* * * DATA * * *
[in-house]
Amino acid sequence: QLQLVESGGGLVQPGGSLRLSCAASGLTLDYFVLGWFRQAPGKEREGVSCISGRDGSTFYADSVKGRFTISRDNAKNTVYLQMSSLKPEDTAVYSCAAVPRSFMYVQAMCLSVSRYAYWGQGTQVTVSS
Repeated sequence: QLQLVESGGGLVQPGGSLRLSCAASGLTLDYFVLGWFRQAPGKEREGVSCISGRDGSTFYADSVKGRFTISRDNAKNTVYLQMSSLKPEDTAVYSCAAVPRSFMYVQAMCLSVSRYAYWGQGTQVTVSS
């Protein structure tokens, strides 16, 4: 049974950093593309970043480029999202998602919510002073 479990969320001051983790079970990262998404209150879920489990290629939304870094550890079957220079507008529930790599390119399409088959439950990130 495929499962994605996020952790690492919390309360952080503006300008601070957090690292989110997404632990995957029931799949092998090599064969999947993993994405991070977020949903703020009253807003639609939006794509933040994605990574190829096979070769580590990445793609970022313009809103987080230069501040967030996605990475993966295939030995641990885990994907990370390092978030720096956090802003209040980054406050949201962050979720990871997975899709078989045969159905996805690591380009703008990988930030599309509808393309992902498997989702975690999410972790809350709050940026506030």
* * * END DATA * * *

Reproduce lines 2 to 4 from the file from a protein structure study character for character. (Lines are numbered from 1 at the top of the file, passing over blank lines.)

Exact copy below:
Amino acid sequence: QLQLVESGGGLVQPGGSLRLSCAASGLTLDYFVLGWFRQAPGKEREGVSCISGRDGSTFYADSVKGRFTISRDNAKNTVYLQMSSLKPEDTAVYSCAAVPRSFMYVQAMCLSVSRYAYWGQGTQVTVSS
Repeated sequence: QLQLVESGGGLVQPGGSLRLSCAASGLTLDYFVLGWFRQAPGKEREGVSCISGRDGSTFYADSVKGRFTISRDNAKNTVYLQMSSLKPEDTAVYSCAAVPRSFMYVQAMCLSVSRYAYWGQGTQVTVSS
């Protein structure tokens, strides 16, 4: 049974950093593309970043480029999202998602919510002073 479990969320001051983790079970990262998404209150879920489990290629939304870094550890079957220079507008529930790599390119399409088959439950990130 495929499962994605996020952790690492919390309360952080503006300008601070957090690292989110997404632990995957029931799949092998090599064969999947993993994405991070977020949903703020009253807003639609939006794509933040994605990574190829096979070769580590990445793609970022313009809103987080230069501040967030996605990475993966295939030995641990885990994907990370390092978030720096956090802003209040980054406050949201962050979720990871997975899709078989045969159905996805690591380009703008990988930030599309509808393309992902498997989702975690999410972790809350709050940026506030």